After reading this article about a series of nooses being hung all around the nation, apparently in response to what is happening with the Jena 6, I am saddened, disgusted and frustrated. Nooses, really? Our culture is digressing in troubling ways. I get the same sinking feeling that Eugene Cho wrote about recently, in his post Racism Sucks, about the vast difference in media coverage between crimes committed against white and black people.
There is so much hatred lurking just beneath the surface. People are so quick to pin the blame for the difficulty in their lives on someone else — it’s always “their” fault, whoever they might be. What is particularly infuriating about these noose incidents is the disgusting cowardice of these perpetrators. Like the Klansmen who hide behind masks, these people sneak around as they attempt to inflict terror on others.
I am reminded of an ugly incident that occurred during my seminary days. Several non-white students received racist, hateful rants scrawled across the message boards on their doors. Although the seminary convened a task force in response to these incidents, the perpetrator was never caught and the matter was essentially swept under the rug. Looking back, I wish I had taken a stronger stand in pursuit of justice instead of allowing the seminary community to act like nothing ever happened. Princeton is a wonderful community in many ways, but very proud and set in its ways — during my time there I encountered many people who were shocked to find that not everyone shared their worldview and that, in fact, their perspective was not normative for everyone else.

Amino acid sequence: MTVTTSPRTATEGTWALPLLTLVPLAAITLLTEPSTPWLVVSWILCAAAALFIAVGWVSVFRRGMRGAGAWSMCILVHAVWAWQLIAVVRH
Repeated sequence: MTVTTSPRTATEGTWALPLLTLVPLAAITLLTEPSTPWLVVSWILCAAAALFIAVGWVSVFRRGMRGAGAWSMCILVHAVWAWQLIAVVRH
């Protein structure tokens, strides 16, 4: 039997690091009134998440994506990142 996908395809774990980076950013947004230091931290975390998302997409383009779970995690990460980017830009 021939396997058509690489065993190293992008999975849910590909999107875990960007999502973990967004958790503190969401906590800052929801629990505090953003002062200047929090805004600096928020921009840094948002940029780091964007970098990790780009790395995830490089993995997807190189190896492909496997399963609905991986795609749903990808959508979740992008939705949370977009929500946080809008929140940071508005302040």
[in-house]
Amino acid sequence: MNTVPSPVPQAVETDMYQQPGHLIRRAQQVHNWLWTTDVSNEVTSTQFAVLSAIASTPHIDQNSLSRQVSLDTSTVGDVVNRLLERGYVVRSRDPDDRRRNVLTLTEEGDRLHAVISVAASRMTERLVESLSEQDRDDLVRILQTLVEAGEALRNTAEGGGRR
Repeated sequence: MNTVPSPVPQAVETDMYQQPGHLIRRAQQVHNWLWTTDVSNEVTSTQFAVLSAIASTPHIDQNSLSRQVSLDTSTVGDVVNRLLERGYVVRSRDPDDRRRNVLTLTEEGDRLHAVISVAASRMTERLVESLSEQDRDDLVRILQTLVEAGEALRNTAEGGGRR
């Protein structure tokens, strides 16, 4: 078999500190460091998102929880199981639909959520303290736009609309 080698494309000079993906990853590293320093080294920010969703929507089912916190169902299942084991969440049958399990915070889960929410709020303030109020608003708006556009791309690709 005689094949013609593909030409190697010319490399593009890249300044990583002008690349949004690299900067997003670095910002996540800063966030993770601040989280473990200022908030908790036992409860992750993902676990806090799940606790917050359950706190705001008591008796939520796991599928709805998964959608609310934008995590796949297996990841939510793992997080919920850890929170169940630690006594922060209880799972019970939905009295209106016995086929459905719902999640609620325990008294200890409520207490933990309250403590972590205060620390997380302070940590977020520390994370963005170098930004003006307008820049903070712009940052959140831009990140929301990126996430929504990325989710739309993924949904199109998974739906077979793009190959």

We are often guilty of perpetuating the culture of self-centered entitlement — Jesus died just for you, our church is all about your needs, etc. — instead of self-giving servanthood. This sense that someone, everyone, owes me only breeds resentment and violence. May Christ break this sick, self-perpetuating cycle of privilege and selfishness.